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Give for Good: Telling Your Corporate Philanthropy Story
October 11, 2017

Debbie Johnson is author of  Give for Good: A How-to-Guide for Business Giving.

2x3Debbie IMG 008I have been devoted to philanthropy for a long time because I love it. But when I think about what I enjoy the most, it’s learning about the lives that are changed and the impact of the work. As a result, I’m a big fan of telling your philanthropy story, loud and clear. While humility may lead you to keep your philanthropy anonymous because you don’t want to “toot your own horn” or perhaps to avoid being flooded with requests, being transparent with well-told stories about the positive results of giving back can be very inspirational for other businesses, engaging for employees, and also help your favorite causes to build momentum.

So it’s important to tell your story both internally within the company and externally to the public.

Salesforce Group photo

Internal Communication

Cone LLC, a noted strategy and communications firm, found that 87 percent of Americans’ job loyalty would increase if their company supported activities that would improve society. Internally telling your story allows employees to see themselves and their co-workers doing good in the world by giving back, generating pride in the knowledge that their company helps improve the community.

There are many ways to share your good work with your staff: company newsletters, meetings, blogs, on your website, in social media, at new hire orientations, and visually around the office.

Salesforce, the San Francisco-based cloud computing company, is a great example of a corporation that gives back and makes it a big deal. Salesforce was ranked #1 in the 2017 Fortune 50 Best Workplaces for Giving Back. Its hub offices have large framed photos of employees volunteering all around the world.  These pictures are obtained from “Aloha Ambassadors,” employees who are passionate about their culture. These ambassadors plan volunteer events and then get points for taking pictures and posting them in Chatter, Salesforce’s internal collaboration tool. The points can be used for prizes such as Salesforce t-shirts and hoodies. What a great way to visually show the company’s culture of giving back!

Facebook Screen Shot No CropExternal Communication

Communicating externally is critical so that others know about a company’s generosity and culture of corporate citizenship. According to a Cone LLC survey, 80 percent of US adults favor brands that are socially responsible over others of similar price and quality that aren’t associated with charitable causes, and further, nearly 20 percent would switch to a more expensive brand to support a good cause. However, if you don’t get the word out about your good work, consumers won’t know to choose your brand.

There are also many methods for communicating your good deeds externally, including your website, in social media, in customer or public newsletters, at shareholder meetings, in external blogs, in company brochures, via public relations and industry publications. The Glasspockets’ transparency self-assessment tool provides a helpful roadmap with many ideas for how corporate philanthropy can open up its work. Human interest stories and photos are highly engaging, so use storytelling for maximum effect.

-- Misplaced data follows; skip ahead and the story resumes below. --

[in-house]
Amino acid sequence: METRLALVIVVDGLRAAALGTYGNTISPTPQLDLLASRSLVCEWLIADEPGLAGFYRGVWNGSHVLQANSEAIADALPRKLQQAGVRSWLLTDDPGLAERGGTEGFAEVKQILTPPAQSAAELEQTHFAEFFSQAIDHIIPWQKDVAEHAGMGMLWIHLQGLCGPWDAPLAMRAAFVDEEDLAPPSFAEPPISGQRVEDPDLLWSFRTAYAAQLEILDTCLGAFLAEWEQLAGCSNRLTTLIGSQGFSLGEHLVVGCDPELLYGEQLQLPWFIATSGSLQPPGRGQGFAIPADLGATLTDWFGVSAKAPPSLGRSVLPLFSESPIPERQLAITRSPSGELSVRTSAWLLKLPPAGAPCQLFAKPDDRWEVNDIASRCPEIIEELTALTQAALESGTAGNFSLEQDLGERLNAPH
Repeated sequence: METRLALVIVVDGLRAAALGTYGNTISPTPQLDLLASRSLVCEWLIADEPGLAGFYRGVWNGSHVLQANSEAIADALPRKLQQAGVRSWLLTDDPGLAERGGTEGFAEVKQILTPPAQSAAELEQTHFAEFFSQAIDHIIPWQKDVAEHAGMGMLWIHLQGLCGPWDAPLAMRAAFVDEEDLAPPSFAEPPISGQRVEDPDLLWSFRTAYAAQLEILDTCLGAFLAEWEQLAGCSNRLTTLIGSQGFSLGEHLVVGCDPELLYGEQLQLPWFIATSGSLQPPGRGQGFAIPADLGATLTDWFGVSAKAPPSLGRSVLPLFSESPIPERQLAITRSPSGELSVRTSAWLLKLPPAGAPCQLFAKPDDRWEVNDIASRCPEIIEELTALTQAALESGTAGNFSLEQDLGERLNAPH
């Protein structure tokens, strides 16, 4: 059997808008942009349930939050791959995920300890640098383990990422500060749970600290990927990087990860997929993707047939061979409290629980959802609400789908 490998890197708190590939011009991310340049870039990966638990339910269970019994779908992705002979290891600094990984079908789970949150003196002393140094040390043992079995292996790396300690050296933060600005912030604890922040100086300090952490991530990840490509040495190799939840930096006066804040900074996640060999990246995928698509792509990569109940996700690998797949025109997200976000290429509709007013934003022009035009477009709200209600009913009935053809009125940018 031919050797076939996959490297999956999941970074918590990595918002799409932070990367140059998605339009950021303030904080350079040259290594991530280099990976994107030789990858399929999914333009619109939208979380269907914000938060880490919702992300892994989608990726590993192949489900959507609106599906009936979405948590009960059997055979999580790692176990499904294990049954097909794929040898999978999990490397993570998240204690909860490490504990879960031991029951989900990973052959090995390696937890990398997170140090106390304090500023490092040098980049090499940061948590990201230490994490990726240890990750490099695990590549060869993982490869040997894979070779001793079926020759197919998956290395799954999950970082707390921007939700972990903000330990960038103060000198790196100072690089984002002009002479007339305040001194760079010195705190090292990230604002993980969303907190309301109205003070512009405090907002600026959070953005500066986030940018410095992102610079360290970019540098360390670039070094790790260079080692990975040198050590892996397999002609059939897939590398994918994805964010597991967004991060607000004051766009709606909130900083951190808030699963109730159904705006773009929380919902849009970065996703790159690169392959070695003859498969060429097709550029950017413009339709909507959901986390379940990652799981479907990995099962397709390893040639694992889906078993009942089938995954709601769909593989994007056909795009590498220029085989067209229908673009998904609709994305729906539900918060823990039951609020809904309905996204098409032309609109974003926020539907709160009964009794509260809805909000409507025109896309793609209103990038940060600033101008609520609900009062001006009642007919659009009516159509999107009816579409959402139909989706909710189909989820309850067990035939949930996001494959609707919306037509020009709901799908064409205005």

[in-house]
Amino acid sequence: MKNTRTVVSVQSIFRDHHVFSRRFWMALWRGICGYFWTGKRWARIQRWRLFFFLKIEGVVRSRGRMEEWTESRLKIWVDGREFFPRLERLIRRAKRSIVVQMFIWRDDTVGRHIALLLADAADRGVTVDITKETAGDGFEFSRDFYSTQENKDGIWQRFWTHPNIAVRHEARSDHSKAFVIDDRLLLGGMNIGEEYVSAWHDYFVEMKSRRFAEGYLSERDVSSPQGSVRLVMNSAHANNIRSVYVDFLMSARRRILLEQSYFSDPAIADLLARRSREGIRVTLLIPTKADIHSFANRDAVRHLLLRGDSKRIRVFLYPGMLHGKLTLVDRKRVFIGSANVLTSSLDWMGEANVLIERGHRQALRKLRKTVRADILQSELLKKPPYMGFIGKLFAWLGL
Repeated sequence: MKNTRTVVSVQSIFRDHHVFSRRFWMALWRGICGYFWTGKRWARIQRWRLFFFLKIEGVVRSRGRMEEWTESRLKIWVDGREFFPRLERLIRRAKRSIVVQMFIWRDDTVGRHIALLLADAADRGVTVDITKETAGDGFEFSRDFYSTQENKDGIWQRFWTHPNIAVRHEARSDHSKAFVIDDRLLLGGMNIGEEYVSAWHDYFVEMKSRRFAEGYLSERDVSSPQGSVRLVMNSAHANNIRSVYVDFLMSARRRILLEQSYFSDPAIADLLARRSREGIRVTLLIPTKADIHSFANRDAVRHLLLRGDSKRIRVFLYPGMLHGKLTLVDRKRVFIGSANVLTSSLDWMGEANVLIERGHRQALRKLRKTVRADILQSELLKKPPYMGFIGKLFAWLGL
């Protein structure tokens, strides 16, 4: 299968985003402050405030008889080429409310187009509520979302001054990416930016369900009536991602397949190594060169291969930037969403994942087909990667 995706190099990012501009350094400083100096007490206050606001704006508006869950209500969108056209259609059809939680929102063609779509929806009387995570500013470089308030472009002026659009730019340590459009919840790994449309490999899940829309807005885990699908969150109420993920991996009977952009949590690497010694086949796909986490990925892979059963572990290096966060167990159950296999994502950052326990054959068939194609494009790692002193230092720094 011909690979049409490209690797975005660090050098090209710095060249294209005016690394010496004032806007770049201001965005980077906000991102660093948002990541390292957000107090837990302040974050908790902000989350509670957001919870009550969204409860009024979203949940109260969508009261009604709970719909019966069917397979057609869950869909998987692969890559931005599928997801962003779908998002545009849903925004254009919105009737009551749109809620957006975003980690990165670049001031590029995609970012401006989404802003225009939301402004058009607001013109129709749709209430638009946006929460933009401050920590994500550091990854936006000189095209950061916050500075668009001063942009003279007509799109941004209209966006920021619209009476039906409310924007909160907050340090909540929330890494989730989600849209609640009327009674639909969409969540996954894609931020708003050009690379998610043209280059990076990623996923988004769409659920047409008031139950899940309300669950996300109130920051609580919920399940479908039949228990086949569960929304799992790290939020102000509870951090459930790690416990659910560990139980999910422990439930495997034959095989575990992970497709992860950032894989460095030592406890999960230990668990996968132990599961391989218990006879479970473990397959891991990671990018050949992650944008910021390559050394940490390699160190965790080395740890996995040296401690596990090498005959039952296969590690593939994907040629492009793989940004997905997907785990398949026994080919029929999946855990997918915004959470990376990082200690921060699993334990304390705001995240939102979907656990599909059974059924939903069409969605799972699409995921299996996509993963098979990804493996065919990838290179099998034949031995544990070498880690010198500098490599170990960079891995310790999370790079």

Rackspace, the San Antonio-based managed cloud provider, has a very active employee volunteer group and shares information about its activities and volunteering through a dedicated communications portal, Rack Gives Back.  Rack Gives Back also has a knack for communicating with followers.

Newsletter ScreenshotSalesforce, too, shares its 1:1:1 social responsibility plan externally through its website. The Salesforce 1:1:1 model is about integrating corporate philanthropy by encouraging businesses to pledge to give 1% of its product, time, and resources to philanthropy from an early stage. This example is unique, because it’s clear that Salesforce is not just aiming to highlight stories about its giving, but also trying to grow a movement by motivating corporate peers to prioritize giving.

And you don’t need to be a Fortune 500 company to share these stories. Another good example of sharing giving news comes from Austin-based sign maker, BuildASign, which supported relief efforts for Hurricane Harvey victims then told their customers and followers about it in a colorful newsletter.

Last but not least, another great way to share your philanthropy story is through an annual giving report posted to your website. Many companies are now realizing the importance of including corporate giving close-ups in these reports. Here are a few examples:

  1. HP sets up access to its report by stating the importance of transparency
  2. Procter and Gamble uses its report to share its community impact
  3. Unilever provides ongoing progress on its sustainable living hub

These are only a few examples of how companies are increasingly using internal and external platforms to share the good that they are doing in the world.

How are you telling your story?

--Debbie Johnson

Give For Good Book CoverGive for Good: A How-to-Guide for Business Giving

Learn more about Debbie Johnson and Sam Woolard's book Give for Good: A How-to-Guide for Business Giving.  In the book, Johnson brings her business expertise and extensive nonprofit volunteering to bear, helping clients be strategic in their philanthropy.  

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  • Transparency Talk, the Glasspockets blog, is a platform for candid and constructive conversation about foundation transparency and accountability. In this space, Foundation Center highlights strategies, findings, and best practices on the web and in foundations–illuminating the importance of having "glass pockets."

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